The business cycle under the Federal Reserve:
1) The Fed lowers interest rates below what they would be on a free market.
2) Businesses borrow money for long term projects that previously hadn’t seemed profitable.
3) People and money flow into the sectors most influenced by the apparent boom.
4) The Fed begins a process of incrementally increasing interest rates at regular intervals.
5) Prices rise, often ending in a mania phase (examples: dot-com bubble, housing bubble)
6) A realization occurs that there is not sufficient actual savings to make all the projects
profitable in those sectors affected by the boom.
7) Prices fall, unemployment rises, as the market tries to reallocate resources in ways that matches workers and capital into more useful projects.
8) The Fed again lowers interest rates below what they would be on a free market.
9) Money losing businesses are kept alive by borrowing to finance their day-to-day expenses. They hope for a return to higher prices in an attempt to unload inventory and return to profitability.
10) Resources and workers are encouraged to remain in the unprofitable post boom industries.
11) Servicing large debt loads becomes widespread.
12) New long-term business projects are evaluated based on the artificially low rates.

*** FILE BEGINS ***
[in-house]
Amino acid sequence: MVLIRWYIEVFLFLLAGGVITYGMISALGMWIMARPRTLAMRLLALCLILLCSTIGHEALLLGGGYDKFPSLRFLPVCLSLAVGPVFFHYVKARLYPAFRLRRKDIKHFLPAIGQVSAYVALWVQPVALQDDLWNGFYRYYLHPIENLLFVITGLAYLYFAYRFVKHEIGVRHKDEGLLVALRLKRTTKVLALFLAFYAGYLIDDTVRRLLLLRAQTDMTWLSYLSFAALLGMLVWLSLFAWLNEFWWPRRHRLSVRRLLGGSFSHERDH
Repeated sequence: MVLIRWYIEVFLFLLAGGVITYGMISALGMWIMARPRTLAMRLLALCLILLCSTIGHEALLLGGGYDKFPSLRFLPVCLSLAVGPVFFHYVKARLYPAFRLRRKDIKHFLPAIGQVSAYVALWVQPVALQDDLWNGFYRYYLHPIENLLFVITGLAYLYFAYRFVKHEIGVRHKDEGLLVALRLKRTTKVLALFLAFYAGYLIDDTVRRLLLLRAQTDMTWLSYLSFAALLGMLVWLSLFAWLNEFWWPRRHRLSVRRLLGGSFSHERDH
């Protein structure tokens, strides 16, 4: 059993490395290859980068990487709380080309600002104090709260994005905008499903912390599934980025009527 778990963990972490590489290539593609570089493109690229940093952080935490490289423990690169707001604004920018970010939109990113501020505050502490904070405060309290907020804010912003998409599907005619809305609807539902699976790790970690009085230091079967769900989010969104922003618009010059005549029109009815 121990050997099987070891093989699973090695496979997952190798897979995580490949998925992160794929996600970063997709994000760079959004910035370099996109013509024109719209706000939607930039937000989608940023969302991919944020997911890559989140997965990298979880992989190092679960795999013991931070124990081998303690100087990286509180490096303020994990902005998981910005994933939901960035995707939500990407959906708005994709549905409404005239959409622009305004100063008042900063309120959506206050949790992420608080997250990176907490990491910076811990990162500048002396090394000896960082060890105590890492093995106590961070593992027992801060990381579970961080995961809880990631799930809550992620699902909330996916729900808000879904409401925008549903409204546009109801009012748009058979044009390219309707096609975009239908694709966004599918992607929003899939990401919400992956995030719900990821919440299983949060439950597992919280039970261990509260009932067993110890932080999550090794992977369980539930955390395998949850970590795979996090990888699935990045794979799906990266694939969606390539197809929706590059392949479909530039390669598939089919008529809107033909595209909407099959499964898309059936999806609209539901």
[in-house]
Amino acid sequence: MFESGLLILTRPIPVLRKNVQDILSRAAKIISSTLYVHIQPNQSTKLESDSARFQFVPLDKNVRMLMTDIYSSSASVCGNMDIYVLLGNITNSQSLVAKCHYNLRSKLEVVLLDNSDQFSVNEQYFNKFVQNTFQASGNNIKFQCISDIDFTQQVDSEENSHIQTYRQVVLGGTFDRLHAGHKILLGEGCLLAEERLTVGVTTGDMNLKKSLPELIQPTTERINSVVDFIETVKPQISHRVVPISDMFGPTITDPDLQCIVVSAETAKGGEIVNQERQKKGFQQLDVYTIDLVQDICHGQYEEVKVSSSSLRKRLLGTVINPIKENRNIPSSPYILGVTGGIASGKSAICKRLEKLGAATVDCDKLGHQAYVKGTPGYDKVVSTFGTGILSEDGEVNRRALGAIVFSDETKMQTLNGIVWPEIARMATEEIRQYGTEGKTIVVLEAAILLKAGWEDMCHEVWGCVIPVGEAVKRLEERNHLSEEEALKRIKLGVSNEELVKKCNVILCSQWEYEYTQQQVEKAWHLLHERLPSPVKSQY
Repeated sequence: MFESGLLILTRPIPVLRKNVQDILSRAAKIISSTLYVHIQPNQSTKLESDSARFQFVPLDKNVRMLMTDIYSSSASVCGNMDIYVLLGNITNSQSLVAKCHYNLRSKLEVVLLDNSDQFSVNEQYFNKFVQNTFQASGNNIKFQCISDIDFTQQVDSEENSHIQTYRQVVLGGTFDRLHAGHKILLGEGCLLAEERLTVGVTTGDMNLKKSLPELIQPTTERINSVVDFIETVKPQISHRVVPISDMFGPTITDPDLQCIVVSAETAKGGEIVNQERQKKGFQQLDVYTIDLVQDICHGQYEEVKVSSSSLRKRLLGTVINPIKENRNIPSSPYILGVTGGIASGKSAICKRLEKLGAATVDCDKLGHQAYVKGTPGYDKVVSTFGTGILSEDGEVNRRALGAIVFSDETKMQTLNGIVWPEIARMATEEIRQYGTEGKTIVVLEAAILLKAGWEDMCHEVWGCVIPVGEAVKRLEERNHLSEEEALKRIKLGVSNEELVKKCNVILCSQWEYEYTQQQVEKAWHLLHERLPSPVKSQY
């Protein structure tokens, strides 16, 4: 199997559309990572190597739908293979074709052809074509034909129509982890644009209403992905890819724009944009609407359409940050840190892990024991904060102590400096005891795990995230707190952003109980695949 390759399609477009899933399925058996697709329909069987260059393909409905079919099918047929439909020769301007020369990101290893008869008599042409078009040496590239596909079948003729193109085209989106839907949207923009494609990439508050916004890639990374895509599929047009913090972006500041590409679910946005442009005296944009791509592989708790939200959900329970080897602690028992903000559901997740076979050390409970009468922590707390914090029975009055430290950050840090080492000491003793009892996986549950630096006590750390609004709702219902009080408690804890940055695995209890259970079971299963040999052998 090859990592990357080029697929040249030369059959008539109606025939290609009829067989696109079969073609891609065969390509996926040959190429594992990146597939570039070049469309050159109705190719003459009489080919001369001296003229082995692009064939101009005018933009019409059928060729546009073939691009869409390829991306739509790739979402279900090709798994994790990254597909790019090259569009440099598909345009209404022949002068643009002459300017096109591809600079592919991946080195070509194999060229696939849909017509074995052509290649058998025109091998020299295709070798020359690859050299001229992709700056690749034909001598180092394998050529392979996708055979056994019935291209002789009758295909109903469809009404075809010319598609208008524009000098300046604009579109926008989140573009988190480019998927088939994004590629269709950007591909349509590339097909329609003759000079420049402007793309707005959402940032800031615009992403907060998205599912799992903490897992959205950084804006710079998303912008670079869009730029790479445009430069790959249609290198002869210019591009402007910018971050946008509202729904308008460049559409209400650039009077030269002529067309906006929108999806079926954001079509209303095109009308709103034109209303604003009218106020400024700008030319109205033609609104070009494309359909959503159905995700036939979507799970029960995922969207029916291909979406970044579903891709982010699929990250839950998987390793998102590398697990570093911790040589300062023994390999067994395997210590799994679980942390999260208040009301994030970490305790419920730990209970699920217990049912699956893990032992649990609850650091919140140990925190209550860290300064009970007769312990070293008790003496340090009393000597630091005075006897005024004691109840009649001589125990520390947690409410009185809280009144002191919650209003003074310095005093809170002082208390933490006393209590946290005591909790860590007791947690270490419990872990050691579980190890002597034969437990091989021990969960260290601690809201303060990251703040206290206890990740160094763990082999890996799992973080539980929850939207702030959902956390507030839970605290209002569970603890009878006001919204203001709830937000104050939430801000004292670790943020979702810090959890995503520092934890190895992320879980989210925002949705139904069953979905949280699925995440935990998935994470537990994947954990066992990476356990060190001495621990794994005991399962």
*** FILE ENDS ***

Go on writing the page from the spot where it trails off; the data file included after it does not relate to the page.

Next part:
13) Return to #2 above and repeat the cycle, now with larger debts loads. This will continue with each successive cycle getting worse until either the debts default en masse in a deflationary depression or the currency collapses in a crack up boom hyperinflationary depression.
8) Malinvestments are cleared from the system as those who made bad bets lose money. Those who risked the most money on ill-fated projects go bankrupt.
9) The assets of bankrupt firms are sold based on bankruptcy laws. Viable businesses reopen under new management.
10) Wage rates normalize across industries based on market conditions. Workers realign themselves into healthy industries.
11) People make business decisions, especially those concerning long-term projects, based on the correct market interest rate.
12) When the amount of savings increases, interest rates fall. When the amount of savings decreases, interest rates rise.
13) The free market interest rate allows businesses to correctly judge the viability of long-term projects by matching up cheap money with situations where projects will be profitable upon completion. The savings exists to purchase the products